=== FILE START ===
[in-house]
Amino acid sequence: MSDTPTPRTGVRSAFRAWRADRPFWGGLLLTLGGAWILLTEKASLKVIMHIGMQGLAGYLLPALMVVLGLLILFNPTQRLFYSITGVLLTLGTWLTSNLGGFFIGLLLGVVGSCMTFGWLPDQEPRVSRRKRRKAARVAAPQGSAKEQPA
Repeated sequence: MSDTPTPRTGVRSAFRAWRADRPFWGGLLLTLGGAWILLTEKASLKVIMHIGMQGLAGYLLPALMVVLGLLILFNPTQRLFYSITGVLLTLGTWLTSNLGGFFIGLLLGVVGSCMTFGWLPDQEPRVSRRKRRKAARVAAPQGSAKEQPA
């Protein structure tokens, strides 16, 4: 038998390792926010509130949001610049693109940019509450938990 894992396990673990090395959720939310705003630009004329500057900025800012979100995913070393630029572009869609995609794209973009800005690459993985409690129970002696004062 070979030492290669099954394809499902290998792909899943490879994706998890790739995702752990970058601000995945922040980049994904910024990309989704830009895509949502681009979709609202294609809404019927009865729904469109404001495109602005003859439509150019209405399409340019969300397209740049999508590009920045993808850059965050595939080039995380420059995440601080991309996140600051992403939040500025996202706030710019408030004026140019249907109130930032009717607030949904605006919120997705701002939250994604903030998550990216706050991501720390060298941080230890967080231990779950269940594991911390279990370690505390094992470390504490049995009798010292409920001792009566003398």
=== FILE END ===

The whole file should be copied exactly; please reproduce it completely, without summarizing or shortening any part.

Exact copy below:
[in-house]
Amino acid sequence: MSDTPTPRTGVRSAFRAWRADRPFWGGLLLTLGGAWILLTEKASLKVIMHIGMQGLAGYLLPALMVVLGLLILFNPTQRLFYSITGVLLTLGTWLTSNLGGFFIGLLLGVVGSCMTFGWLPDQEPRVSRRKRRKAARVAAPQGSAKEQPA
Repeated sequence: MSDTPTPRTGVRSAFRAWRADRPFWGGLLLTLGGAWILLTEKASLKVIMHIGMQGLAGYLLPALMVVLGLLILFNPTQRLFYSITGVLLTLGTWLTSNLGGFFIGLLLGVVGSCMTFGWLPDQEPRVSRRKRRKAARVAAPQGSAKEQPA
């Protein structure tokens, strides 16, 4: 038998390792926010509130949001610049693109940019509450938990 894992396990673990090395959720939310705003630009004329500057900025800012979100995913070393630029572009869609995609794209973009800005690459993985409690129970002696004062 070979030492290669099954394809499902290998792909899943490879994706998890790739995702752990970058601000995945922040980049994904910024990309989704830009895509949502681009979709609202294609809404019927009865729904469109404001495109602005003859439509150019209405399409340019969300397209740049999508590009920045993808850059965050595939080039995380420059995440601080991309996140600051992403939040500025996202706030710019408030004026140019249907109130930032009717607030949904605006919120997705701002939250994604903030998550990216706050991501720390060298941080230890967080231990779950269940594991911390279990370690505390094992470390504490049995009798010292409920001792009566003398």